11. The UK, as a state party to the 1949 Geneva Conventions, to both 1977 Additional Protocols and to the 2005 Additional Protocol III, is obliged to refrain from harming civilian populations, directly or indirectly. Specifically, Protocol 1, Article 51, paragraph 4 states that "Indiscriminate attacks are prohibited. Indiscriminate attacks are: (a) those which are not directed at a specific military objective; (b) those which employ a method or means of combat which cannot be directed at a specific military objective; or (c) those which employ a method or means of combat the effects of which cannot be limited as required by this Protocol; and consequently, in each such case, are of a nature to strike military objectives and civilians or civilian objects without distinction." This realistically pertains to any weapon of mass destruction.
12. It is highly unlikely that a nuclear attack, even with a relatively modest 10-15kt device, could be detonated without incurring significant civilian casualties. The United Kingdom has signed and ratified the Chemical Weapons Convention, which prohibits the storage or usage of any chemical weapons. It has denounced the use of such weapons by the regime in Syria, and yet the potential carnage that a nuclear weapon would unleash is much, much greater. A deterrent they may be, but they are not merely a chess piece stored in a closet.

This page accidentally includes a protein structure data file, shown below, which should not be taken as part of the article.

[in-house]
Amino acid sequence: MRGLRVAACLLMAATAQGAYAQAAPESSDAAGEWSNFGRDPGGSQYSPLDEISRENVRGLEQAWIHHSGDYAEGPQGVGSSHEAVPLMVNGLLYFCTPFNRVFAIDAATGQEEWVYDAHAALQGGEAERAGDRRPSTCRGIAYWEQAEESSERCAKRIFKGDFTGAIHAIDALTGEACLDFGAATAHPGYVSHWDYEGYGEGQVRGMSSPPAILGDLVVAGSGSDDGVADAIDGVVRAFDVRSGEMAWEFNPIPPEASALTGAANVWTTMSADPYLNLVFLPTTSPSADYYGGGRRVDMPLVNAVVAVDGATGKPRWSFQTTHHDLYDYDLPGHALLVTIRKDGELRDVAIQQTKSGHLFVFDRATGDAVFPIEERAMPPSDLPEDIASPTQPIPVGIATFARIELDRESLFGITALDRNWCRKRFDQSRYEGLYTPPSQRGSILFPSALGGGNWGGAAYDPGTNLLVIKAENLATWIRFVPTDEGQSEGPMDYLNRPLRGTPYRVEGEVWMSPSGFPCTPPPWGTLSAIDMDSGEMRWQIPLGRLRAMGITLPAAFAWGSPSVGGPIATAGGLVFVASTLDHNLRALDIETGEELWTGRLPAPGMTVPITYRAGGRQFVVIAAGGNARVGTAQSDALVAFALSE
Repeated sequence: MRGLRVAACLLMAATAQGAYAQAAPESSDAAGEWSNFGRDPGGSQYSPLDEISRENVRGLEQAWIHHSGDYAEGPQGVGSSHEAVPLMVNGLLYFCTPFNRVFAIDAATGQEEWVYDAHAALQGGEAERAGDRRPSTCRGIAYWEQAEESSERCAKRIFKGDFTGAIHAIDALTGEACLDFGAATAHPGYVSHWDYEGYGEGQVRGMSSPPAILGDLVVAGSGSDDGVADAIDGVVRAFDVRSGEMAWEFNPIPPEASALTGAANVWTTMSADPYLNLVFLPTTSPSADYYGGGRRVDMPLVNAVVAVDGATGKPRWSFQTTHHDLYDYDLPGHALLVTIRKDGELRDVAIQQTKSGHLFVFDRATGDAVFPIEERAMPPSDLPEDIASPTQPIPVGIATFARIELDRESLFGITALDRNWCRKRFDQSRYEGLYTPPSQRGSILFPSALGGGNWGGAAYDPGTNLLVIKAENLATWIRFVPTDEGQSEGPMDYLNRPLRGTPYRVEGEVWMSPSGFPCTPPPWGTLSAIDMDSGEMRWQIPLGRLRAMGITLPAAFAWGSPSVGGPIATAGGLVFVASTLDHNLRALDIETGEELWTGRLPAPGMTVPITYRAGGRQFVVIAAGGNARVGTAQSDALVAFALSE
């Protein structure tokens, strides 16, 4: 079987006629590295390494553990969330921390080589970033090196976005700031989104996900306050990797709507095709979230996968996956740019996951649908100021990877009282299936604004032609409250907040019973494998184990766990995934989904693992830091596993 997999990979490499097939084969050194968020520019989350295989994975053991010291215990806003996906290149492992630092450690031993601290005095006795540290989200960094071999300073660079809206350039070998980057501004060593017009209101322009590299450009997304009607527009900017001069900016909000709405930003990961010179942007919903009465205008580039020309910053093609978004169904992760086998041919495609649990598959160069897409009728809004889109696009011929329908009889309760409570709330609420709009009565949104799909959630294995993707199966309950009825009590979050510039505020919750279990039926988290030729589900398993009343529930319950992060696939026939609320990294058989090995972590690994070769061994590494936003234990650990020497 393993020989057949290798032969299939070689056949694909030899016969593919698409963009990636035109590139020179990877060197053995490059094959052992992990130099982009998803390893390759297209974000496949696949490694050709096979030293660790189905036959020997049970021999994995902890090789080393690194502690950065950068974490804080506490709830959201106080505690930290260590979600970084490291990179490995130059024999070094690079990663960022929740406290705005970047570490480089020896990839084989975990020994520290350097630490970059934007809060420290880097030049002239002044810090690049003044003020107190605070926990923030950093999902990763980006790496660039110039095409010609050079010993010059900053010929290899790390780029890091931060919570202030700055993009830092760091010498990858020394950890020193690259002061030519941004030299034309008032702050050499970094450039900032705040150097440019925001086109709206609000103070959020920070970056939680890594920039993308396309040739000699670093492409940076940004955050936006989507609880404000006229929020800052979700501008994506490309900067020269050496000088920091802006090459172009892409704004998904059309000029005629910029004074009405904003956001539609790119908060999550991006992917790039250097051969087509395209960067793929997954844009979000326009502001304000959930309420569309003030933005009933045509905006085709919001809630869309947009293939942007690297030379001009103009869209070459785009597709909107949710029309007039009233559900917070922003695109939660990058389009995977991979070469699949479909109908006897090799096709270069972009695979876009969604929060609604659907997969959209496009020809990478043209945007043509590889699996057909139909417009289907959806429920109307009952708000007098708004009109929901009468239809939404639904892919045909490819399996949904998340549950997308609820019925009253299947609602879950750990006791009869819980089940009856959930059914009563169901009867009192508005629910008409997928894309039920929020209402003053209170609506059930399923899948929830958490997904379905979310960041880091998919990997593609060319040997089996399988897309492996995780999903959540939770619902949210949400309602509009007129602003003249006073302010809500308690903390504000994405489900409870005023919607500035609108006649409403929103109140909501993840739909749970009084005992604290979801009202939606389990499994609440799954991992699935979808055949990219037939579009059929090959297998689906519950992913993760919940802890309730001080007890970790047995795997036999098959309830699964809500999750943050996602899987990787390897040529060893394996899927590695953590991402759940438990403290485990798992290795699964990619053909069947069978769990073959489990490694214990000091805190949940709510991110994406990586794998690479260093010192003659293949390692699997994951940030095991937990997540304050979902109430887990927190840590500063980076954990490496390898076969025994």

Multilateral disarmament commitments
13. Discussions of deterrence must not be disassociated from disarmament. Supporters of the independent nuclear deterrent iterate that nuclear disarmament cannot be contemplated realistically until the global security backdrop is favourable. Yet who decides what is favourable? The international security context is unlikely ever to be idyllic: there will always be threats – certain, perceived and those that may exist ‘just around the corner’. The existence, threat of use of, and integration into strategy of nuclear weapons may even perpetuate or create some of these, and one detonation in anger or by accident will almost certainly change global diplomacy and warfare as we know it.
14. The virtual reaffirmation by the UK of its commitment to an independent nuclear deterrent represents a challenge to its disarmament commitments. The UK has made these commitments under the auspices of the 1968 Non-Proliferation Treaty (NPT) – repeated and reinforced in 1995 when the Non-Proliferation Treaty was extended indefinitely – which the United Nations Association of the UK (UNA-UK) urges the UK not only to uphold, but to promote internationally, particularly with other nuclear weapons states.